Funny how things I used to abhor have become things I’ve grown to love. A handful of cases in point: olives, the colour green (Hm. Connection?), coffee, sundried tomatoes and cross-country skiing.
All of those progressions were natural, with the exception of skiing — I put a lot of effort into that change of heart. When I was a kid, nothing about cross-country skiing seemed all that fun. It was cold, there were hills and it was hard work. Now, those are the things I enjoy most.
My attitude change happened a few years ago, when I came to grips with something obvious: it’s cold in Calgary. So, instead of hibernating inside a gym all winter long, I decided to make the most of our winter months and find some outdoor activities to love. That’s when I told my parents I was considering cross-country skiing for the first time in years. Next thing you know, they’d outfitted me with gear. There was no turning back.
Since then, I’ve taken refresher classes at Canada Olympic Park with my friend, Sarah. She would fall while in motion; I would fall when we stood still. We were quite the pair. I’ve also shown up at the Canmore Nordic Ski Club for a leisurely ski with my friend, Emma, only to find a world-class competition on the go. We were intimidated, but we persisted. (On a different track.) And I’ve skied a few times with my dad, when I’ve visited my parents in Edmonton.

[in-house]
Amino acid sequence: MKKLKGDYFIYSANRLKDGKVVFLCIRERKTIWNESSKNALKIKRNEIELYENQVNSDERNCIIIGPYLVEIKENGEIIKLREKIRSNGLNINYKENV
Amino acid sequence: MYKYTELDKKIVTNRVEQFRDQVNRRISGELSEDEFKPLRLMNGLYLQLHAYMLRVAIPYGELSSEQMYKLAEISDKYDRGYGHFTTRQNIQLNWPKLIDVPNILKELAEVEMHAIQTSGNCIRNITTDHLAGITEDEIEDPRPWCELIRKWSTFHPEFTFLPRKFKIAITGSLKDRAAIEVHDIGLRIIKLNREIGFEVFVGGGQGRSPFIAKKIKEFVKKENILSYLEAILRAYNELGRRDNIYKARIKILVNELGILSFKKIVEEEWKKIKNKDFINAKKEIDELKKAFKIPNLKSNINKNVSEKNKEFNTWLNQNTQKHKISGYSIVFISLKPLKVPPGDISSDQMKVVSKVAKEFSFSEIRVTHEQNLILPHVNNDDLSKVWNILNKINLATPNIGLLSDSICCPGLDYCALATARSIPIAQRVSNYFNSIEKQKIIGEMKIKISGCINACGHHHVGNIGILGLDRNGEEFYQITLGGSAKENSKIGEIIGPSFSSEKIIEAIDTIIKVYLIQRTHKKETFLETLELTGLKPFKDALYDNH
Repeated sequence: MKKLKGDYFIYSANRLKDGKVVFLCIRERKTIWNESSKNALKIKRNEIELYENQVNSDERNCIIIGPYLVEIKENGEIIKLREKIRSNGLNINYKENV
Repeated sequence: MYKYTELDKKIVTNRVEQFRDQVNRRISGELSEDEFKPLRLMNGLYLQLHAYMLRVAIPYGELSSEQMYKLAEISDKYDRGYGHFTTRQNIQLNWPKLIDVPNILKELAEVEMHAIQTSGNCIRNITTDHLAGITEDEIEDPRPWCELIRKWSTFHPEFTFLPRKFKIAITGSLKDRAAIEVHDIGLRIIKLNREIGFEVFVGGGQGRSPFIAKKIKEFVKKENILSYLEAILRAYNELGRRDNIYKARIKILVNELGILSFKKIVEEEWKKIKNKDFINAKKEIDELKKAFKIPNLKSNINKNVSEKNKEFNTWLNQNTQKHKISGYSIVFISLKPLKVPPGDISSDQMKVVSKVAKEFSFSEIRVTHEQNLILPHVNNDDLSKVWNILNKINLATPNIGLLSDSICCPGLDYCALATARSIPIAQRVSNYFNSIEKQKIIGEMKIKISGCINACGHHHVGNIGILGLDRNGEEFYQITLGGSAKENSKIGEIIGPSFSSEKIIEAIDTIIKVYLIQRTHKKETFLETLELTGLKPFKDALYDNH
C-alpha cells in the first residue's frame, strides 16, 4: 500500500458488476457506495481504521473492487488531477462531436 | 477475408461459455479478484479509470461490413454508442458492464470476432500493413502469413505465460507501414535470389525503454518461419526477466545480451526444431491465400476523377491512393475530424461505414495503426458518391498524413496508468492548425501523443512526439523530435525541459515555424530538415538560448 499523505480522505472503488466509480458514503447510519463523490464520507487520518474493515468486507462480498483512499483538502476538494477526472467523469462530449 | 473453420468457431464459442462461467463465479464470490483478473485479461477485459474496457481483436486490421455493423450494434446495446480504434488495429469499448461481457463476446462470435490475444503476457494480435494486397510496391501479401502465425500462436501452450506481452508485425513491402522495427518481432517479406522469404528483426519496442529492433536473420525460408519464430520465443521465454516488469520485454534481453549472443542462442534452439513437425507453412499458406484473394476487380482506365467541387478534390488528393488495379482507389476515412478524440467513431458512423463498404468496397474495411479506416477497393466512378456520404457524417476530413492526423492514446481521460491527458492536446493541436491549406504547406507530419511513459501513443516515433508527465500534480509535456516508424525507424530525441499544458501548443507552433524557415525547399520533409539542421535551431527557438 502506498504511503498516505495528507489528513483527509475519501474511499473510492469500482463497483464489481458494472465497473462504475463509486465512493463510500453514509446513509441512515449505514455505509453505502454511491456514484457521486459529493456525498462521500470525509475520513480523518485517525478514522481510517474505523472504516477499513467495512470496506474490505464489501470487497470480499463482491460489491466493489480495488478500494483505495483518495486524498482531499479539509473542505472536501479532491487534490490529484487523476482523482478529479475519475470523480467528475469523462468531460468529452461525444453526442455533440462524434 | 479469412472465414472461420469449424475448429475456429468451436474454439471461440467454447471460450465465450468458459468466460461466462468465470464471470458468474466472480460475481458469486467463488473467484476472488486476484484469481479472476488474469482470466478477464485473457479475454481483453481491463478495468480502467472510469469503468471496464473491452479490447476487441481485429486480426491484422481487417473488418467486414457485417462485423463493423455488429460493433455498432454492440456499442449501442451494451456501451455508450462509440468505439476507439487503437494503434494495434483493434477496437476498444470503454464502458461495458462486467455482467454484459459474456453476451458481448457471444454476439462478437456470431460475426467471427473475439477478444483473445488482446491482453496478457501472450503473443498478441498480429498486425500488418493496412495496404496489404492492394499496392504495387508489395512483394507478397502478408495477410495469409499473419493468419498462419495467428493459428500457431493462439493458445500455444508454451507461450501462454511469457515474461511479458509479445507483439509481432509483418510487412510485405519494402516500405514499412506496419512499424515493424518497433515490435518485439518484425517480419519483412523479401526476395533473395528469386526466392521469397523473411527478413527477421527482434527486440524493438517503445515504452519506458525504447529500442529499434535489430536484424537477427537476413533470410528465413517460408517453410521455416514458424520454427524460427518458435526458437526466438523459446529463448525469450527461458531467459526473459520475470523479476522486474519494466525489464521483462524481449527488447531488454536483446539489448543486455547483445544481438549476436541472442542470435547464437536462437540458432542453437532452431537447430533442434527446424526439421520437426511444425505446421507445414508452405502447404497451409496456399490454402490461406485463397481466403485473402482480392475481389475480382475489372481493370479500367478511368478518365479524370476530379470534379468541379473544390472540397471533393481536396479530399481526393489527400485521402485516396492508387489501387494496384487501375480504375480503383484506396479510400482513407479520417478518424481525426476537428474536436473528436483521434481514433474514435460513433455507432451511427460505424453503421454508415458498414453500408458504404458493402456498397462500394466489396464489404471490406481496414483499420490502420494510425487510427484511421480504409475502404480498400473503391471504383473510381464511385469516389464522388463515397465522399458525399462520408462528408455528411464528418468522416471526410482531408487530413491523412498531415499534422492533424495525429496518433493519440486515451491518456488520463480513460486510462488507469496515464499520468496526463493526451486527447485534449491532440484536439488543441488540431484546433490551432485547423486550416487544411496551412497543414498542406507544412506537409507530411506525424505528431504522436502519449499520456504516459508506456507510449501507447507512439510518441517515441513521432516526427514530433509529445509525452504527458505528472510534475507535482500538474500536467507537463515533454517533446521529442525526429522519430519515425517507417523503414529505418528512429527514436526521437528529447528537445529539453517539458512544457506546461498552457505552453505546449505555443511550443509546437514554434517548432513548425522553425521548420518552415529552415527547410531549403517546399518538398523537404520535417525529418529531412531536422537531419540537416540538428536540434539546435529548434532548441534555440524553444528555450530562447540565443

I’m by no means a pro at this point, but I’m improving; much of that has to do with tips from my dad. Here they are, in no particular order:
- It’s okay to put wax for warm weather on top of wax for cold weather, but not vice-versa.
- Pretend you’re jumping from rock to rock in a stream. When you land, think of crushing eggshells and then kicking them back.
- It’s better to be warm and remove layers than to be freezing. Lately, my cross-country outfit consists of my new Burton long underwear (Santa, or my friend Kelly, really came through this Christmas!), my Helly Hansen jacket, my Canada Goose toque and my Craft ski pants.
- Hold your glide to make the most of your stride.
- Push yourself. It’s fun to see how fast you can go, how hard your body can work. Every time my dad and I ski, I chase him around the track. He always wins.
- There was also something about how to blow your nose without a tissue. I figure if something grosses me out that much when I’m just listening to instructions, it’s not a lesson I’d like to learn.
- Laugh. During our last outing, dad was giving me tips on how to tackle the upcoming hill. Halfway up, one ski slipped out from beneath him. Looking back at me, he said, joking, “I thought I’d show you how a groin pull works.”